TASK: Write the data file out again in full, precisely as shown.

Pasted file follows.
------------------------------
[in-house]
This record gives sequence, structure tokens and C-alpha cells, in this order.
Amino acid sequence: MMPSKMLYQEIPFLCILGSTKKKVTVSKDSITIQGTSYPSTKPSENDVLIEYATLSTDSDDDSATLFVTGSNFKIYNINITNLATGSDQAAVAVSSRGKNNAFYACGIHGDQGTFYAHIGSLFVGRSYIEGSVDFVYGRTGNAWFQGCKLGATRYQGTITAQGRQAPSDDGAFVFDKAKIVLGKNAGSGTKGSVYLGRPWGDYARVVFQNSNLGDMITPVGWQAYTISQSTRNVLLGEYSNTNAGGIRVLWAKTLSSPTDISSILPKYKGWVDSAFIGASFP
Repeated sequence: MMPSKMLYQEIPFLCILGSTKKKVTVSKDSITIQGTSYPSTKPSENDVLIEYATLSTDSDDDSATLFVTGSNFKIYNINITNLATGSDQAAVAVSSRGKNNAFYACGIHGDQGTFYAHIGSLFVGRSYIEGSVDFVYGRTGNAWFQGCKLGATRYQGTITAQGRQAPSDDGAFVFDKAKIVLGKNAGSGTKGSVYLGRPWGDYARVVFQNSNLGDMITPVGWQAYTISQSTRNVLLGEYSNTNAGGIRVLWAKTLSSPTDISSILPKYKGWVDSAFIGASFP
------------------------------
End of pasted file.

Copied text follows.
[in-house]
This record gives sequence, structure tokens and C-alpha cells, in this order.
Amino acid sequence: MMPSKMLYQEIPFLCILGSTKKKVTVSKDSITIQGTSYPSTKPSENDVLIEYATLSTDSDDDSATLFVTGSNFKIYNINITNLATGSDQAAVAVSSRGKNNAFYACGIHGDQGTFYAHIGSLFVGRSYIEGSVDFVYGRTGNAWFQGCKLGATRYQGTITAQGRQAPSDDGAFVFDKAKIVLGKNAGSGTKGSVYLGRPWGDYARVVFQNSNLGDMITPVGWQAYTISQSTRNVLLGEYSNTNAGGIRVLWAKTLSSPTDISSILPKYKGWVDSAFIGASFP
Repeated sequence: MMPSKMLYQEIPFLCILGSTKKKVTVSKDSITIQGTSYPSTKPSENDVLIEYATLSTDSDDDSATLFVTGSNFKIYNINITNLATGSDQAAVAVSSRGKNNAFYACGIHGDQGTFYAHIGSLFVGRSYIEGSVDFVYGRTGNAWFQGCKLGATRYQGTITAQGRQAPSDDGAFVFDKAKIVLGKNAGSGTKGSVYLGRPWGDYARVVFQNSNLGDMITPVGWQAYTISQSTRNVLLGEYSNTNAGGIRVLWAKTLSSPTDISSILPKYKGWVDSAFIGASFP